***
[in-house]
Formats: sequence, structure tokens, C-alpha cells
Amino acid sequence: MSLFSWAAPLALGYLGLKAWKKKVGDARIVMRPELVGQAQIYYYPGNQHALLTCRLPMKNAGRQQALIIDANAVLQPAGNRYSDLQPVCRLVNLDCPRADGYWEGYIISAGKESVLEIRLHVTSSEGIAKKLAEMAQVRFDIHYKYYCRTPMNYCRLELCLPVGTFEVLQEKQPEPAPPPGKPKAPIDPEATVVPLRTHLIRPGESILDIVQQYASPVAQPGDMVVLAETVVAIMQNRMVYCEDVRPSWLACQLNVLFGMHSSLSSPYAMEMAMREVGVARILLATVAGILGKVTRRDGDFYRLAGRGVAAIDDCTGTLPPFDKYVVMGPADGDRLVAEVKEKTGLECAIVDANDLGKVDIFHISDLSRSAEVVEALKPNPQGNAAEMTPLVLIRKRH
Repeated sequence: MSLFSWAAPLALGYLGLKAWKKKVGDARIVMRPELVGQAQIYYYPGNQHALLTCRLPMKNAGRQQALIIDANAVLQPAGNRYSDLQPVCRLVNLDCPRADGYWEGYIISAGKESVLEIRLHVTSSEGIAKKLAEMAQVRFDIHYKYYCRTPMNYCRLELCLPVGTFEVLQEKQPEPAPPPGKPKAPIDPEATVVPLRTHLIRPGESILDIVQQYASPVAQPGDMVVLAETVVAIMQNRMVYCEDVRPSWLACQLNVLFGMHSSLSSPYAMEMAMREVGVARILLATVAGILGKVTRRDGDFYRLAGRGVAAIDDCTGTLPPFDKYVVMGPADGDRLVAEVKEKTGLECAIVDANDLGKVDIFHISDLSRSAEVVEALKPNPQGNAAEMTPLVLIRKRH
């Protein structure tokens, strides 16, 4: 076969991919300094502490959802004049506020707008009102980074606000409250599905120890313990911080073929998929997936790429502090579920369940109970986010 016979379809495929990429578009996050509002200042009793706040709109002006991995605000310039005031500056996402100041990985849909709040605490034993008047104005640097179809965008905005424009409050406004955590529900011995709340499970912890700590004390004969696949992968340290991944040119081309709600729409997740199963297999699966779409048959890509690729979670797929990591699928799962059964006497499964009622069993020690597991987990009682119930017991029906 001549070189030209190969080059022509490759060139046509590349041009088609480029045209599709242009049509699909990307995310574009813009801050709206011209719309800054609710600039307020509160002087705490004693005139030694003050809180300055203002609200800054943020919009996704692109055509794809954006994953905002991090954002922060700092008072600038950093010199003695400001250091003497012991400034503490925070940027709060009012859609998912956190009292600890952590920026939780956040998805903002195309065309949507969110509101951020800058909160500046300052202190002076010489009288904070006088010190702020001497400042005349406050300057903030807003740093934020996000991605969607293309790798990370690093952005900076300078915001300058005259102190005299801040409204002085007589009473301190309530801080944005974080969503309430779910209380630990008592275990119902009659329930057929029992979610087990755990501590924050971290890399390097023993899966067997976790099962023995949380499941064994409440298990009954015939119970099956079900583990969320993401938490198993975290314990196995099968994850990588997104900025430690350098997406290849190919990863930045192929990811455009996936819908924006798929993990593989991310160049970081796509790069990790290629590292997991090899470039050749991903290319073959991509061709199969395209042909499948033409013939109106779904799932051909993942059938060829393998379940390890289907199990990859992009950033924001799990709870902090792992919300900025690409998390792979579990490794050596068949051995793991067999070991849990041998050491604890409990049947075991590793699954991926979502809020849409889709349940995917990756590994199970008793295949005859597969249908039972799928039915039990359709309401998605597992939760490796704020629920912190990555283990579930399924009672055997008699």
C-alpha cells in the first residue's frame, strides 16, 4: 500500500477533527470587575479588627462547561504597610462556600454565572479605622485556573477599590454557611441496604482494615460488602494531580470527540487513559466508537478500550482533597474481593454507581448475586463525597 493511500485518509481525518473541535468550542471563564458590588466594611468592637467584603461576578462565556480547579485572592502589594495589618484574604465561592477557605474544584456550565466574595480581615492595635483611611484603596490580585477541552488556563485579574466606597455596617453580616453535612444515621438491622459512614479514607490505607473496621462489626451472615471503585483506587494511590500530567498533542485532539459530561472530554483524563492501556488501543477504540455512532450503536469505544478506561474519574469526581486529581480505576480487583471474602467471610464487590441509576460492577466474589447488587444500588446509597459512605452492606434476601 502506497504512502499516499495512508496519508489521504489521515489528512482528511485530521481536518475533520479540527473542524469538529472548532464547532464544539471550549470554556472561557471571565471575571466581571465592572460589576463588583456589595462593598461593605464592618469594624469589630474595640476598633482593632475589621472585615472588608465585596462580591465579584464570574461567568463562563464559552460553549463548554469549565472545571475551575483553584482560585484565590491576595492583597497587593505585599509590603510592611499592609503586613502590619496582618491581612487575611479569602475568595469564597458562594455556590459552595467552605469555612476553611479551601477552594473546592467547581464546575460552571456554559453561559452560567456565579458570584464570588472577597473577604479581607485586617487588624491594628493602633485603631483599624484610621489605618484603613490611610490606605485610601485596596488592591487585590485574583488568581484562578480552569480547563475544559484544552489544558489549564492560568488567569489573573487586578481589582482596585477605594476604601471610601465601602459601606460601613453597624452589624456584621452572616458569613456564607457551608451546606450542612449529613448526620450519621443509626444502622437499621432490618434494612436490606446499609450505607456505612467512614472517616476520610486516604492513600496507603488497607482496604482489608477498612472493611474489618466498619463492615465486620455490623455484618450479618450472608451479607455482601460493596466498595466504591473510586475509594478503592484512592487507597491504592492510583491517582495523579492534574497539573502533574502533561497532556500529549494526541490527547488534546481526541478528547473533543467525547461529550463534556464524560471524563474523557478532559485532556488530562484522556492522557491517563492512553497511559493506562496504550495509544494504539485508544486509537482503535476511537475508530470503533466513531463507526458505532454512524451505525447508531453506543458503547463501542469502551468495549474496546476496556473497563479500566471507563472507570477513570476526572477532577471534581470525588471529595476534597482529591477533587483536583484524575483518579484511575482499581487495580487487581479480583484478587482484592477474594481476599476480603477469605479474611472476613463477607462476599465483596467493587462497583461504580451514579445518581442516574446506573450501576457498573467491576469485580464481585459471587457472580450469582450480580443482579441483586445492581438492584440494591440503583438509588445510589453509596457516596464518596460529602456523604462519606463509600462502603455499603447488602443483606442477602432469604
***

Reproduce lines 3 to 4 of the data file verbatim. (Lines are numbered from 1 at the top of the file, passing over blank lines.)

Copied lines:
Amino acid sequence: MSLFSWAAPLALGYLGLKAWKKKVGDARIVMRPELVGQAQIYYYPGNQHALLTCRLPMKNAGRQQALIIDANAVLQPAGNRYSDLQPVCRLVNLDCPRADGYWEGYIISAGKESVLEIRLHVTSSEGIAKKLAEMAQVRFDIHYKYYCRTPMNYCRLELCLPVGTFEVLQEKQPEPAPPPGKPKAPIDPEATVVPLRTHLIRPGESILDIVQQYASPVAQPGDMVVLAETVVAIMQNRMVYCEDVRPSWLACQLNVLFGMHSSLSSPYAMEMAMREVGVARILLATVAGILGKVTRRDGDFYRLAGRGVAAIDDCTGTLPPFDKYVVMGPADGDRLVAEVKEKTGLECAIVDANDLGKVDIFHISDLSRSAEVVEALKPNPQGNAAEMTPLVLIRKRH
Repeated sequence: MSLFSWAAPLALGYLGLKAWKKKVGDARIVMRPELVGQAQIYYYPGNQHALLTCRLPMKNAGRQQALIIDANAVLQPAGNRYSDLQPVCRLVNLDCPRADGYWEGYIISAGKESVLEIRLHVTSSEGIAKKLAEMAQVRFDIHYKYYCRTPMNYCRLELCLPVGTFEVLQEKQPEPAPPPGKPKAPIDPEATVVPLRTHLIRPGESILDIVQQYASPVAQPGDMVVLAETVVAIMQNRMVYCEDVRPSWLACQLNVLFGMHSSLSSPYAMEMAMREVGVARILLATVAGILGKVTRRDGDFYRLAGRGVAAIDDCTGTLPPFDKYVVMGPADGDRLVAEVKEKTGLECAIVDANDLGKVDIFHISDLSRSAEVVEALKPNPQGNAAEMTPLVLIRKRH